New aspirin stomach-friendly

New aspirin is more stomach friendly than before.
New aspirin is more stomach friendly than before.

Many at risk for stomach damage
Millions of people are taking aspirin on a daily basis, largely because the drug has been shown to significantly reduce the risk of heart attack and stroke. But for all its benefits, aspirin can also damage the lining of the gastrointestinal tract.

Many people also take anti-inflammatory drugs called cox-2 inhibitors for arthritis. Cox-2 inhibitors can exacerbate stomach damage caused by regular aspirin.

Forty to 50 percent of patients with rheumatoid or osteoarthritis are also at risk for cardiovascular disease, says Stefano Fiorucci, lead author of a study appearing in the current issue of the Proceedings of the National Academy of Sciences and professor of gastroenterology at the University of Perugia in Italy. Millions of people are exposed simultaneously to cox-2 inhibitors plus aspirin, which significantly increases the risk [of stomach damage].

Adds Dr Brett Bernstein, director of ambulatory services in the division of digestive disease at Beth Israel Medical Center in New York City, Many people now are on both aspirin and anti-inflammatories or cox-2 inhibitors, which are good for arthritis conditions but don't have a cardiac benefit.

Aspirin, stomach cancer link checked out
To see if the new aspirin could prevent stomach damage from cox-2 inhibitors, Fiorucci and his colleagues recruited 32 healthy volunteers. Half received the new drug, called NCX-4016, plus the cox-2 inhibitor celecoxib, sold under the brand name Celebrex. The other half got regular aspirin (100 milligrams) along with celecoxib.

The situation we were trying to simulate was a patient with rheumatoid arthritis who had cardiovascular risk factors and was taking cox-2 inhibitors, Fiorucci explains.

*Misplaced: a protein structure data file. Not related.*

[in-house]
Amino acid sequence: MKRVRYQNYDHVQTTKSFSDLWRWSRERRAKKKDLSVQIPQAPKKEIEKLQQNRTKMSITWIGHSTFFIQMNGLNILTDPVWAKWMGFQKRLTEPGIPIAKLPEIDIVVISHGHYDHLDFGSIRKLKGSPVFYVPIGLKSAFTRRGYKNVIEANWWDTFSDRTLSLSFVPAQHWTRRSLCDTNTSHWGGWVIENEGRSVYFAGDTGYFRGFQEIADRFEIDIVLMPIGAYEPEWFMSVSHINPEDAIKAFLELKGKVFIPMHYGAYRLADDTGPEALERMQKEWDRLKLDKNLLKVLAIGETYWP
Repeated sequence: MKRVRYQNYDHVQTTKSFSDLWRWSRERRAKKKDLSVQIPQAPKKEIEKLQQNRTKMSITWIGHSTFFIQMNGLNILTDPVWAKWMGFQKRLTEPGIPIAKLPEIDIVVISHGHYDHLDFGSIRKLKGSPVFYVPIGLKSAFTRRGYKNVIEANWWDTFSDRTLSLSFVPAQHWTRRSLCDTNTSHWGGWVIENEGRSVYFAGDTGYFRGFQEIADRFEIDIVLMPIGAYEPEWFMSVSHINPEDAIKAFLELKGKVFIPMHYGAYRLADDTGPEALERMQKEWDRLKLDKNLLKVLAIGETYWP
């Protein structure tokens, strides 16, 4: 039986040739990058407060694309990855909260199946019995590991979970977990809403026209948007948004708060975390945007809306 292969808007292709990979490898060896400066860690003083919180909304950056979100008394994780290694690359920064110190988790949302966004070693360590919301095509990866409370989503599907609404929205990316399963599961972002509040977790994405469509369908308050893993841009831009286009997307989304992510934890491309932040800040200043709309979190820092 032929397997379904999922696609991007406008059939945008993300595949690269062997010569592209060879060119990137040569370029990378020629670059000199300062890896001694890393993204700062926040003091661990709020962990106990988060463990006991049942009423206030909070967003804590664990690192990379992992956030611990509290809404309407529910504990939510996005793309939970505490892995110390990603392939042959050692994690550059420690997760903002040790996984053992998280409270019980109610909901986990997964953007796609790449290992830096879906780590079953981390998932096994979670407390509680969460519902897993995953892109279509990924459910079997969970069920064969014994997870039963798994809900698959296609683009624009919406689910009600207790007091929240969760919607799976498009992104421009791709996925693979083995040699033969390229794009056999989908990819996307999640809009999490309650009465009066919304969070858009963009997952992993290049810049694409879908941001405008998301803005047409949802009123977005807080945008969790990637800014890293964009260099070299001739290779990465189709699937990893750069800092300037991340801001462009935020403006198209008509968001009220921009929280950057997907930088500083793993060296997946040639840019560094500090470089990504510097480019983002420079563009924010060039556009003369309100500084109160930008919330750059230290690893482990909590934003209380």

At the end of the trial, participants in the regular aspirin group suffered about twice the level of stomach damage as volunteers in the NCX-4016 group. In other words, NCX-4016 could represent a safer alternative to regular aspirin for patients who are also taking cox-2 inhibitors.

How it differs from the old version
The new aspirin differs from the old version in that it releases nitric oxide, which works to increase blood flow into different parts of the body. One reason traditional aspirin may cause damage to the stomach is that it may decrease blood flow to the lining of the stomach, Bernstein explains. As a result, substances that normally protect it can't get to it, he says. Nitric oxide opens up the blood flow, and therefore could protect the lining.

This is the third or fourth study to look at the effects of NCX-4016 in humans, says Fiorucci, who was involved in some of those studies. NCX-4016 is now in phase 2 studies in Europe.

Most of the phase 2 trials will be finished one year from now, and the company which is actually marketing it is looking for some strategic alliance with some giant to move in phase 3, Fiorucci says. It's on the way. It's not very close to the market, likely two to three years. Phase 3 is the final phase of a trial that tests the safety and efficacy of a product on a large pool of patients. - (HealthDayNews)

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